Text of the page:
# What I tell you three times is true: Bootstrap percolation in small worlds

Leo Hamed Amini, Nikolaos Fountoulakis

Research output: Chapter in Book/Report/Conference proceedingConference contribution

12 Citations (Scopus)

### Abstract

A bootstrap percolation process on a graph G is an "infection" process which evolves in rounds. Initially, there is a subset of infected nodes and in each subsequent round each uninfected node which has at least r infected neighbours becomes infected and remains so forever. The parameter r ≥ 2 is fixed. We analyse this process in the case where the underlying graph is an inhomogeneous random graph, which exhibits a power-law degree distribution, and initially there are a(n) randomly infected nodes. The main focus of this paper is the number of vertices that will have been infected by the end of the process. The main result of this work is that if the degree sequence of the random graph follows a power law with exponent β, where 2 <β <3, then a sublinear number of initially infected vertices is enough to spread the infection over a linear fraction of the nodes of the random graph, with high probability. More specifically, we determine explicitly a critical function ac (n) such that ac (n) = o(n) with the following property. Assuming that n is the number of vertices of the underlying random graph, if a(n) ≫ ac (n), then the process does not evolve at all, with high probability as n grows, whereas if a(n) ≫ ac (n), then there is a constant ε > 0 such that, with high probability, the final set of infected vertices has size at least εn. This behaviour is in sharp contrast with the case where the underlying graph is a G(n,p) random graph with p = d/n. Recent results of Janson, Łuczak, Turova and Vallier have shown that if the number of initially infected vertices is sublinear, then with high probability the size of the final set of infected vertices is approximately equal to a(n). That is, essentially there is lack of evolution of the process. It turns out that when the maximum degree is o(n1/(β - 1)), then ac (n) depends also on r. But when the maximum degree is Θ(n1/(β - 1)), then ac(n) = n β-2/β-1.

Original language English (US) Lecture Notes in Computer Science (including subseries Lecture Notes in Artificial Intelligence and Lecture Notes in Bioinformatics) 462-474 13 7695 LNCS https://doi.org/10.1007/978-3-642-35311-6_34 Published - 2012 Yes 8th International Workshop on Internet and Network Economics, WINE 2012 - Liverpool, United KingdomDuration: Dec 10 2012 → Dec 12 2012

### Publication series

Name Lecture Notes in Computer Science (including subseries Lecture Notes in Artificial Intelligence and Lecture Notes in Bioinformatics) 7695 LNCS 03029743 16113349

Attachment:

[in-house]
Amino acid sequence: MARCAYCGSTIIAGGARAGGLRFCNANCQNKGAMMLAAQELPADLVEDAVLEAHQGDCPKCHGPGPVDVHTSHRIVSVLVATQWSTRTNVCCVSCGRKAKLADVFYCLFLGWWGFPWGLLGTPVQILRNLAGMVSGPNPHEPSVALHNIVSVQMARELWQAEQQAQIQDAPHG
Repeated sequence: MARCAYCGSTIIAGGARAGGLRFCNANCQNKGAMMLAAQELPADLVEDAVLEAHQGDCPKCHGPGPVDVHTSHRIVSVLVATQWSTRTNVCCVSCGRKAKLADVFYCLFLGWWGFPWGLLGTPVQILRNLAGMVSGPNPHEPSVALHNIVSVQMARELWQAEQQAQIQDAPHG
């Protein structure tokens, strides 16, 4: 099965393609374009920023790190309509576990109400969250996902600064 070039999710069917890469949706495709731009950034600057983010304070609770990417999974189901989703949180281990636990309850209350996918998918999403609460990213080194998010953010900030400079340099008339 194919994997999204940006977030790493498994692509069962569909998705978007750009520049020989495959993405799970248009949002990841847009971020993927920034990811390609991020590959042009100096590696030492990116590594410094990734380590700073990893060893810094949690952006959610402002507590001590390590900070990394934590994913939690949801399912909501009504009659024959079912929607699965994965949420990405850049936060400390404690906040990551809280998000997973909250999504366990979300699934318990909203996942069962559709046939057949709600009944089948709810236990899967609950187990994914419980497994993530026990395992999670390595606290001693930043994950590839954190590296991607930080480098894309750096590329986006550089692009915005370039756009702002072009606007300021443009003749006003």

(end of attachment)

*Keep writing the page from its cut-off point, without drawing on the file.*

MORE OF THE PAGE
### Other

Other 8th International Workshop on Internet and Network Economics, WINE 2012 United Kingdom Liverpool 12/10/12 → 12/12/12

### Fingerprint

Bootstrap Percolation
Small World
Random Graphs
Maximum Degree
Graph in graph theory
Vertex of a graph
Approximately equal
Degree Sequence
Power-law Distribution
Degree Distribution
Infection
Power Law
Exponent
Subset

### Keywords

• bootstrap percolation
• contagion
• power-law random graphs

### ASJC Scopus subject areas

• Computer Science(all)
• Theoretical Computer Science

### Cite this

Amini, L. H., & Fountoulakis, N. (2012). What I tell you three times is true: Bootstrap percolation in small worlds. In Lecture Notes in Computer Science (including subseries Lecture Notes in Artificial Intelligence and Lecture Notes in Bioinformatics) (Vol. 7695 LNCS, pp. 462-474). (Lecture Notes in Computer Science (including subseries Lecture Notes in Artificial Intelligence and Lecture Notes in Bioinformatics); Vol. 7695 LNCS). https://doi.org/10.1007/978-3-642-35311-6_34

What I tell you three times is true : Bootstrap percolation in small worlds. / Amini, Leo Hamed; Fountoulakis, Nikolaos.

Lecture Notes in Computer Science (including subseries Lecture Notes in Artificial Intelligence and Lecture Notes in Bioinformatics). Vol. 7695 LNCS 2012. p. 462-474 (Lecture Notes in Computer Science (including subseries Lecture Notes in Artificial Intelligence and Lecture Notes in Bioinformatics); Vol. 7695 LNCS).

Research output: Chapter in Book/Report/Conference proceedingConference contribution

Amini, LH & Fountoulakis, N 2012, What I tell you three times is true: Bootstrap percolation in small worlds. in Lecture Notes in Computer Science (including subseries Lecture Notes in Artificial Intelligence and Lecture Notes in Bioinformatics). vol. 7695 LNCS, Lecture Notes in Computer Science (including subseries Lecture Notes in Artificial Intelligence and Lecture Notes in Bioinformatics), vol. 7695 LNCS, pp. 462-474, 8th International Workshop on Internet and Network Economics, WINE 2012, Liverpool, United Kingdom, 12/10/12. https://doi.org/10.1007/978-3-642-35311-6_34
Amini LH, Fountoulakis N. What I tell you three times is true: Bootstrap percolation in small worlds. In Lecture Notes in Computer Science (including subseries Lecture Notes in Artificial Intelligence and Lecture Notes in Bioinformatics). Vol. 7695 LNCS. 2012. p. 462-474. (Lecture Notes in Computer Science (including subseries Lecture Notes in Artificial Intelligence and Lecture Notes in Bioinformatics)). https://doi.org/10.1007/978-3-642-35311-6_34
Amini, Leo Hamed ; Fountoulakis, Nikolaos. / What I tell you three times is true : Bootstrap percolation in small worlds. Lecture Notes in Computer Science (including subseries Lecture Notes in Artificial Intelligence and Lecture Notes in Bioinformatics). Vol. 7695 LNCS 2012. pp. 462-474 (Lecture Notes in Computer Science (including subseries Lecture Notes in Artificial Intelligence and Lecture Notes in Bioinformatics)).
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